Environmental Art Installation by Roy Staab at Garrison Institute

"Bamboo Two" by Roy Staab

Screening of Journey of the Universe documentary paired with unveiling of bamboo sculpture

Submitted By Amy Lipton and The Garrison Institute​

The Garrison Institute will combine the first viewing of a site-specific bamboo sculpture created by Roy Staab on its riverfront lawn with a screening and discussion of a documentary: Journey of The Universe, which explores the links between scientific discoveries and humanistic instincts. Both events will take place on May 30, with a public viewing of the sculpture at 6:30 p.m. and the screening at 7:15 p.m.

Roy Staab is a leading practitioner in the field of environmental art. At its essence, Staab’s work is simple to describe: he makes artworks in nature from nature, using only the materials that the natural world provides. Incorporating Buddhist principles of transience and immateriality directly into his work, Staab creates ephemeral pieces at specific points in a given landscape which, while formally intricate and geometrically inspired, leave little to no impact on that landscape and last only as long as the materials themselves. His materials often include reeds, grasses, twine, hand-woven ropes of hemp, stone, snow, and the earth itself; in this case, the primary material will be bamboo from the Garrison Institute’s grounds.  It is basically ‘post and lintel’ construction technique, held together with bamboo pegs. The work is made to fit the sit and the horizontal line is approximately seven feet off the ground. It is about 32 feet wide by 64 feet long using 16-foot bamboo.

In a career spanning three decades, Roy Staab has made works around the globe, from his native Milwaukee to cities such as New York, Tokyo, Borgo Valsugana, and most recently, New Orleans. Staab’s works are large in scale, often 60 feet or more in size. When he designs and constructs a piece, he sketches it out, assembles the materials, builds it, films it or photographs it, and leaves it there to fall apart or rot. His creations are born of the materials and the local cultures of the places he visits. The delicate nature of the materials and the relentless tug of ​gravity, which inevitably destroys them, serve as reminders of the fragile and transitory nature of life.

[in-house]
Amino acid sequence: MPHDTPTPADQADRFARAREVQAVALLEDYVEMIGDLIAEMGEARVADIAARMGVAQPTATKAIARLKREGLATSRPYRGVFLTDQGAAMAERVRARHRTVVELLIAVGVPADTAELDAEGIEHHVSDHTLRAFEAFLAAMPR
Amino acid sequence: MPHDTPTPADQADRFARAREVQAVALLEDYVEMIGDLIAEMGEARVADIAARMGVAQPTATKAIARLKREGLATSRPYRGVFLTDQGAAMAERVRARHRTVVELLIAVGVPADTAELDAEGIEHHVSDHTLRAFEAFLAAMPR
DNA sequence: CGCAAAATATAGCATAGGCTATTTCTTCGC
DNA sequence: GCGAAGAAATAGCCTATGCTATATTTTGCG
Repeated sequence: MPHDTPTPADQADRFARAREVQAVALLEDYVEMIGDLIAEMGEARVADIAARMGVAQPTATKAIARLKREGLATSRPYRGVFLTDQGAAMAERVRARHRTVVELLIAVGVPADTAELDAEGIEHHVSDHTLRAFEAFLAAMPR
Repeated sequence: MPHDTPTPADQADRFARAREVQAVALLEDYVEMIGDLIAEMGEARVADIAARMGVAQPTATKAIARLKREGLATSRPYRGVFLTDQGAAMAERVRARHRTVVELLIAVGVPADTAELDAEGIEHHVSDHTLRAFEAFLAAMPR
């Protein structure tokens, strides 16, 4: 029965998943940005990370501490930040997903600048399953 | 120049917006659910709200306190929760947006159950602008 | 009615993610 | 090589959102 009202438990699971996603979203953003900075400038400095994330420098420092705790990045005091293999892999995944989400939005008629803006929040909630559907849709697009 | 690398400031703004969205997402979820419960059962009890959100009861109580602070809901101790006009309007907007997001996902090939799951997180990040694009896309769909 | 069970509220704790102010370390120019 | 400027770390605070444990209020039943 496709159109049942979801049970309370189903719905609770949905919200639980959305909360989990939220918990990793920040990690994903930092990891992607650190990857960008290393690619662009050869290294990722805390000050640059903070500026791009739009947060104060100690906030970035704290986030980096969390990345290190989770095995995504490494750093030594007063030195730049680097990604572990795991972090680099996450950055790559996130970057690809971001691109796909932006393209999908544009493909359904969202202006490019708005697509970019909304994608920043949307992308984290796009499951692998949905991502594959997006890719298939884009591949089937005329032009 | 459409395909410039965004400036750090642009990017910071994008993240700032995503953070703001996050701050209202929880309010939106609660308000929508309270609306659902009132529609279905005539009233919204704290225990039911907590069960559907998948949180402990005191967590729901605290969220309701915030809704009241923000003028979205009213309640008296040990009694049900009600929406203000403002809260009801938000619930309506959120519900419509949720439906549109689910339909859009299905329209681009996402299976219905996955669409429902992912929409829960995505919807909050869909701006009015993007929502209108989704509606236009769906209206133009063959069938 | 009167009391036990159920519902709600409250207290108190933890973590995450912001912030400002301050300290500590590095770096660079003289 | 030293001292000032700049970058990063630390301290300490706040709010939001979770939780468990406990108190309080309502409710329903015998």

Journey of the Universe: An Epic Story of Cosmic, Earth, and Human Transformation connects such big picture issues as the birth of the cosmos ​14 billion years ago, the invisible frontiers of the human genome, and our current impact on Earth’s evolutionary dynamics.  Journey of the Universe seeks to guide viewers to discover the profound role they play in this intricate web of life. This one-of-a-kind film was written by Yale University historian of religions Mary Evelyn Tucker and acclaimed author and evolutionary ​philosopher Brian Swimme. Together they weave a tapestry that draws together scientific discoveries in astronomy, geology, biology, ecology, and biodiversity with humanistic insights concerning the nature of the universe. A discussion with Mary Tucker and John Grim, senior lecturers and research scholars at Yale, and John Grim, follows the screening, accompanied by refreshments.

Roy Staab is being presented in conjunction with ecoartspace, an organization dedicated to raising environmental awareness through the arts.

These events are free and open to the public. No reservations are required, but Garrison Institute asks that you RSVP so they can anticipate attendance. For more information or to RSVP, call 845-424-4800 or email info@garrisoninstitute.org.

Amy Lipton is the curator for ecoartspace.
Photo courtesy of ecoartspace

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